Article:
God sat across from me on the bus today but I didn’t trust God….
The young man walked to the back of the bus and sat across from me. He carried a large, loosely-packed gym bag. He wore crisp black jeans, a hoody, athletic shoes, and an Oakland Raiders cap. I bristled making sure I had my bag over my shoulder, with my fingers looped tightly around the handle.
What was it that caused me to respond to this young man with mistrust? He was clean, well-groomed. The style of his clothing was similar to that which my nephew Jacob wears routinely. I’m never disturbed by Jacob’s attire. The young man did nothing threatening. He simply walked to the back of the bus and took an open seat. He looked tired. If that’s threatening, the bus was full of threats as it moved through the pre-dawn darkness.
I perceived a threat even when God’s arms were open….
A short while later the bus stopped and another similarly-dressed young man joined us at the back of the bus. I did not respond to him in the same way that I responded to the first young man. I don’t like to admit to why I felt threatened by the first young man but not the second. I am ashamed of the characteristic that triggered my automatic threat response.
I prayed but didn’t trust God to heal….
My culturally-entrenched biases were triggered by the the color of the first young man’s skin. Disappointed in my response, and in myself, I prayed. Even in my prayer seeking to overcome my bigotry–my racist feelings–I doubted that God could lessen them. You see, I’ve bumped up against these learned responses to young African American men in myself before. I’ve even used them as an example when teaching the Anti-Bias Curriculum to those preparing to be teachers. I’ve talked about the importance of self-reflection as a tool to avoid acting in a bigoted way. As I did this morning, I force myself to look at the situation objectively when my racism rears its ugly head.
God kept working on me….
Though, I did nothing overt, talking myself down is not enough. For one thing, subtlety is in the eyes of the beholder. The young man may not have noticed my “subtle” actions–but he may have. If he noticed them, he is aware of my sin against him. If he didn’t, I still sinned.
Self-reflection and talking ourselves down may be a good first step. Still, if we are to combat racism each of us must not only be honest with ourselves, we must confess (i.e.; be honest with) to others.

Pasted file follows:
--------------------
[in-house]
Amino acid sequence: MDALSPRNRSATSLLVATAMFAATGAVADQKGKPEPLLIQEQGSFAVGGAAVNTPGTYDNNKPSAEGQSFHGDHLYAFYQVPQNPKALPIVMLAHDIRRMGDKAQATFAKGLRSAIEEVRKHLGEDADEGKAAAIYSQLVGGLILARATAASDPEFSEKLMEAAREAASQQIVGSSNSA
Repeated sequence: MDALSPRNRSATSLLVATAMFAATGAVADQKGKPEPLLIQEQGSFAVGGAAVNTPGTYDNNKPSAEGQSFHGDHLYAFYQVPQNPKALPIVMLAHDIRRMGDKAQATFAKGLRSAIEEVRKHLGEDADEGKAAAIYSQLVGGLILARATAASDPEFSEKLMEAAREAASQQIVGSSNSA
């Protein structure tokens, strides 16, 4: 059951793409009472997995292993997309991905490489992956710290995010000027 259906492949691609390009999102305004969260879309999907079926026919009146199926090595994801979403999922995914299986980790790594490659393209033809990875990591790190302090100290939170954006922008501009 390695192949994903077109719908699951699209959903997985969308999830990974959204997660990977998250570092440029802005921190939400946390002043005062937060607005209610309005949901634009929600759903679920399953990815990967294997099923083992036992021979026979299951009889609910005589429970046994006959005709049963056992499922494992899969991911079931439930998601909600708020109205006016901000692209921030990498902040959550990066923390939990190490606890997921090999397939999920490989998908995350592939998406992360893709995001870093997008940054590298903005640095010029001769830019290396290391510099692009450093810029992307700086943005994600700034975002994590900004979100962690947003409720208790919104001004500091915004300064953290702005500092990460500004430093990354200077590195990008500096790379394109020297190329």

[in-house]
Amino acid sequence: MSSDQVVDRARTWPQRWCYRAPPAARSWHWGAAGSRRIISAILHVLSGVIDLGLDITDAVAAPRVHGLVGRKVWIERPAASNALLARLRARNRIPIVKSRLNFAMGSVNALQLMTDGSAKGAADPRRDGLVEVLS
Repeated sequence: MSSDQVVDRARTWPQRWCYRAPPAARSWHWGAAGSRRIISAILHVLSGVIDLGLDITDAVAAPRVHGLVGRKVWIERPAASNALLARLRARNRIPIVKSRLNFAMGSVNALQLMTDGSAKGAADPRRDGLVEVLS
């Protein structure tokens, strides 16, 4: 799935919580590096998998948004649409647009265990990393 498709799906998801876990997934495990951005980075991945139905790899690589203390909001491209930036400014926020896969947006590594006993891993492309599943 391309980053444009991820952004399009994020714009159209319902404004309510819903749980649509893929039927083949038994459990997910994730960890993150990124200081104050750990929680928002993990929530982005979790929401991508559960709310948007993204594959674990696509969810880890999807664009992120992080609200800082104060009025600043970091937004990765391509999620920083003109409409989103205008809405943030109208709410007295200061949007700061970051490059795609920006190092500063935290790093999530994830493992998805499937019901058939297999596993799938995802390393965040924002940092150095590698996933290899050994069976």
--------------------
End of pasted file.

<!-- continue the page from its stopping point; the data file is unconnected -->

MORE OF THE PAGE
- We can start by being honest with God. This morning as I prayed to God to open my heart, my fingers remained wrapped around the handle of my bag. It’s not that God doesn’t know of my sins but until I lay them down before God, it is very unlikely that I will be open enough to let go of them.
- We also need to admit publicly that we are imperfect, that we have racist feelings and thoughts. Though, unlike many European Americans, many of my childhood years were spent in mixed-race settings. Yet, my youngest years, when racism is first learned, were spent in all-white settings. The churches, schools, and neighborhoods in which I lived were nearly or all white until I moved to St. Louis at the age of eight. To pretend that I don’t have racist feelings is to give them free rein.
God sat across from me on the bus today but I didn’t trust God. I perceived a threat even when God’s arms were open. I prayed but didn’t trust God to heal. God kept working on me encouraging me to confess the sin of racism.
Even as I write this, I am doubting whether I want to post it to my blog. I am embarrassed. I don’t want to admit that as an American man of European descent, I have any racist tendencies. If my embarrassment at my subconscious racism prevents me from admitting to them, can I truly overcome them?
So, today I confess publicly that I have racist thoughts and feelings. I am not proud of them. I try not to act upon them but I’m sure at times I do without being aware of them.
God of Grace and Transformation:
Forgive my sin of racist thought.
Forgive my failure to loosen my grip on my bag,
even as I am in communion with You.
Keep my eyes and heart open that,
I might seek your strength and healing power,
to overcome hatred.
Transform me that I might sow love,
even when hatred, racism, and bigotry rests within me.
Cause me to perceive the Divine,
cause me to see You in all whom I meet.
You are the One who includes and loves all.
Guide me to reveal more of You in me,
so that Your inclusive Kin_dom comes to all of Creation.
[…] Racism is insidious. It is systemic in our nation. As a white man I am privy to privileges that I often don’t even notice. I am not intentionally racist but I do benefit from racism. I also have unconscious racist attitudes simply because of the culture in which we live. To pretend otherwise is to increase the likelihood that I will take overtly racist actions. (I wrote about a recent encounter with my own subtle racism here.) […]